Also for brevity's sake, as well as to get at the conceptual nub of my proposals, I would suggest that any response to these issues must "put the baby back into sex." By this I mean that men and women need to acknowledge the overwhelming importance of heterosexual relations' orientation to the procreation of children - helpless creatures who require decades of intensive labor, a lifetime of interaction, and who apparently come into the world with an inbuilt desire to remain connected to both their father and their mother. No matter the heights and depths of couples' romantic aspirations and experiences, these can never be divorced from the crucial reality that heterosexual relations are procreative. The law has always known this. Most churches did or still do. And now couples must acknowledge it too, with help from every possible governmental, religious and other social institution. Once the baby is re-introduced into couples' sexual consciousness, they can better understand that nonmarital sex has its own intrinsically public significance; the door is also opened for women and men to understand the "giftedness" of the other precisely in connection with procreation. They might further be open to the realization that men and women were literally "meant for each other," meant for "communion," and that what they can do together is more than the sum of its parts. This is a fundamental approach to helping men and women internalize a view of one another that is more respectful, more elevated, than what obtains today, especially among the most disadvantaged. Motherhood and fatherhood have not lost their fan base in these communities; were each sex to be helped to see the other, beginning in adolescence, as potential mothers and fathers, leaders of their children, of the next generation, and of their community, this might help to transcend current gender mistrustful stereotypes. Tantalizing indications of the possible beneficial effects upon young men and women of learning about their mutual procreative capabilities have come from "fertility awareness" programs like TeenStar.6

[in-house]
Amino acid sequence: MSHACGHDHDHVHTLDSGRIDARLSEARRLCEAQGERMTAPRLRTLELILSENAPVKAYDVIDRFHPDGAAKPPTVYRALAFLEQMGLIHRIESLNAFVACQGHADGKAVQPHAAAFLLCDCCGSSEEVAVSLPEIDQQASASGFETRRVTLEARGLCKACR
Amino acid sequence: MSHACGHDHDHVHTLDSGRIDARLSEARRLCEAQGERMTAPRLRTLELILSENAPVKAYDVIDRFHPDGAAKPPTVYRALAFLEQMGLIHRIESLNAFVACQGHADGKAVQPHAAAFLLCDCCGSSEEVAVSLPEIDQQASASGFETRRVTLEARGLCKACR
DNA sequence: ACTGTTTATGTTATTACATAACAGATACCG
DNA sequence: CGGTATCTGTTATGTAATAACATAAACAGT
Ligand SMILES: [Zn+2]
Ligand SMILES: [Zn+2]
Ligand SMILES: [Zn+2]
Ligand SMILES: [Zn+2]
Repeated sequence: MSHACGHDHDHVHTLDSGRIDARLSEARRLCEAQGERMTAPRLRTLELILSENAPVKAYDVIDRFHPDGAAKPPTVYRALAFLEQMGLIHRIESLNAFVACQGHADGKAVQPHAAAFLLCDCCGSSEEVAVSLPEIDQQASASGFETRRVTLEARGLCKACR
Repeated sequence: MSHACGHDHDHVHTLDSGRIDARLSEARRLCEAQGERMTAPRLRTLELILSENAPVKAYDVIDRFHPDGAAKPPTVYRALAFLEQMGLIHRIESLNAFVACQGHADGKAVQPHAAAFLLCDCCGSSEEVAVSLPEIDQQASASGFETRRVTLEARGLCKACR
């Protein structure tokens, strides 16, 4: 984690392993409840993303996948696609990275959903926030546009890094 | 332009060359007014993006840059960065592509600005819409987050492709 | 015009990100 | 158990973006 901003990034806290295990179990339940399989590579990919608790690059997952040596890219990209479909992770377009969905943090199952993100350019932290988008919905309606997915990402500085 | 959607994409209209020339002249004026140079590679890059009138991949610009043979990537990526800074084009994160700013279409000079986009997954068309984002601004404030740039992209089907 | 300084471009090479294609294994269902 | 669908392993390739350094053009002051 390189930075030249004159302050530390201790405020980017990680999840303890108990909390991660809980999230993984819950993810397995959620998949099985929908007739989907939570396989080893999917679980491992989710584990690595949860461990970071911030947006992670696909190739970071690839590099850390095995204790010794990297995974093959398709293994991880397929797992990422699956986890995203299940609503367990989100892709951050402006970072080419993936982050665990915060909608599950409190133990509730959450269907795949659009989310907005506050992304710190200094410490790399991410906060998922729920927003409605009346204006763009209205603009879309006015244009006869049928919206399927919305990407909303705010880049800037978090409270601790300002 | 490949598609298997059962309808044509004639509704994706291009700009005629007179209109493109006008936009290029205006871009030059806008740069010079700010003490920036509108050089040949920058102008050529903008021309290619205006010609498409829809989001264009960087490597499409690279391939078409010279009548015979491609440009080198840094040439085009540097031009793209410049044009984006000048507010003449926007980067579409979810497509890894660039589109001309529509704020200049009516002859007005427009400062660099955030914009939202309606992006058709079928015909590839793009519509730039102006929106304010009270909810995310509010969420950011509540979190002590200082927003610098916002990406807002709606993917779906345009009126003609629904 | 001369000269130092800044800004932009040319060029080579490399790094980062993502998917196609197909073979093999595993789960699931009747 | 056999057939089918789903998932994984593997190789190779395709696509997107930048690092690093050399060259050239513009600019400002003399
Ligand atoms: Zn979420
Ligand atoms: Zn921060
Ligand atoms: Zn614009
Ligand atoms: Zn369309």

Who might act on the goal of "putting the baby back into sex"? And how might they proceed? The most likely actors are of course families themselves, churches and governments. (Needless to say, it would be terrific to have the assistance of the media, but this is too large a topic, and outside my expertise, to complete here. Suffice it to say for now that each of the named likely actors could interact with the media to disseminate its ideas further.) These remain the most likely actors even though we know parents are far less active in this arena than we would wish, some churches are the opposite of helpful (having embraced the myth of "equivalence" as between procreative and non-intrinsically procreative family units), and some of the government's tax, welfare and education policies bear more than a little responsibility for the mess we're in today. Right from the start, then, we might say that parents need a jolt - from their churches, from the state, and from any intermediary group taking up the cause of children's well being. They need to talk with the children about the crucial roles of marriage and parenting, not simply about "sex."